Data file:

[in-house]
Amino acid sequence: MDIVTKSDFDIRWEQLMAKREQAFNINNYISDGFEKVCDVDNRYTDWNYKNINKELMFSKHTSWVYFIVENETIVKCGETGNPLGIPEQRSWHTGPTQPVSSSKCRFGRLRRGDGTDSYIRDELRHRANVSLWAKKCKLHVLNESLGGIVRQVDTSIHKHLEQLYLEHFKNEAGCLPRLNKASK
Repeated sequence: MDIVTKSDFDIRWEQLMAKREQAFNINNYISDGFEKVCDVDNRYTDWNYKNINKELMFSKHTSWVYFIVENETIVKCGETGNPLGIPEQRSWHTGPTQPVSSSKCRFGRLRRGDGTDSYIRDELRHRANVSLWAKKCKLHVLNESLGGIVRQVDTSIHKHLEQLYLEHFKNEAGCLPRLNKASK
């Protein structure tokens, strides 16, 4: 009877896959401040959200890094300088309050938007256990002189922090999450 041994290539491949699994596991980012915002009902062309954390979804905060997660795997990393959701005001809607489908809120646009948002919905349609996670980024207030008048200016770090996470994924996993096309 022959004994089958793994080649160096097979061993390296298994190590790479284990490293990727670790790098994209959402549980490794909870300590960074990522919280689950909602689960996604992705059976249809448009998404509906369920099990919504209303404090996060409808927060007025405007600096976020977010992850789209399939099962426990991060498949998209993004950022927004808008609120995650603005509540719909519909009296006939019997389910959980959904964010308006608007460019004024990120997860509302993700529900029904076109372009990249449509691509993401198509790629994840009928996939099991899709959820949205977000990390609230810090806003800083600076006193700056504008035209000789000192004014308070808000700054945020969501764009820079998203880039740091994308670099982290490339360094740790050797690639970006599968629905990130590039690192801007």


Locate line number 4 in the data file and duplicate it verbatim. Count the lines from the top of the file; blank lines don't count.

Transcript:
């Protein structure tokens, strides 16, 4: 009877896959401040959200890094300088309050938007256990002189922090999450 041994290539491949699994596991980012915002009902062309954390979804905060997660795997990393959701005001809607489908809120646009948002919905349609996670980024207030008048200016770090996470994924996993096309 022959004994089958793994080649160096097979061993390296298994190590790479284990490293990727670790790098994209959402549980490794909870300590960074990522919280689950909602689960996604992705059976249809448009998404509906369920099990919504209303404090996060409808927060007025405007600096976020977010992850789209399939099962426990991060498949998209993004950022927004808008609120995650603005509540719909519909009296006939019997389910959980959904964010308006608007460019004024990120997860509302993700529900029904076109372009990249449509691509993401198509790629994840009928996939099991899709959820949205977000990390609230810090806003800083600076006193700056504008035209000789000192004014308070808000700054945020969501764009820079998203880039740091994308670099982290490339360094740790050797690639970006599968629905990130590039690192801007």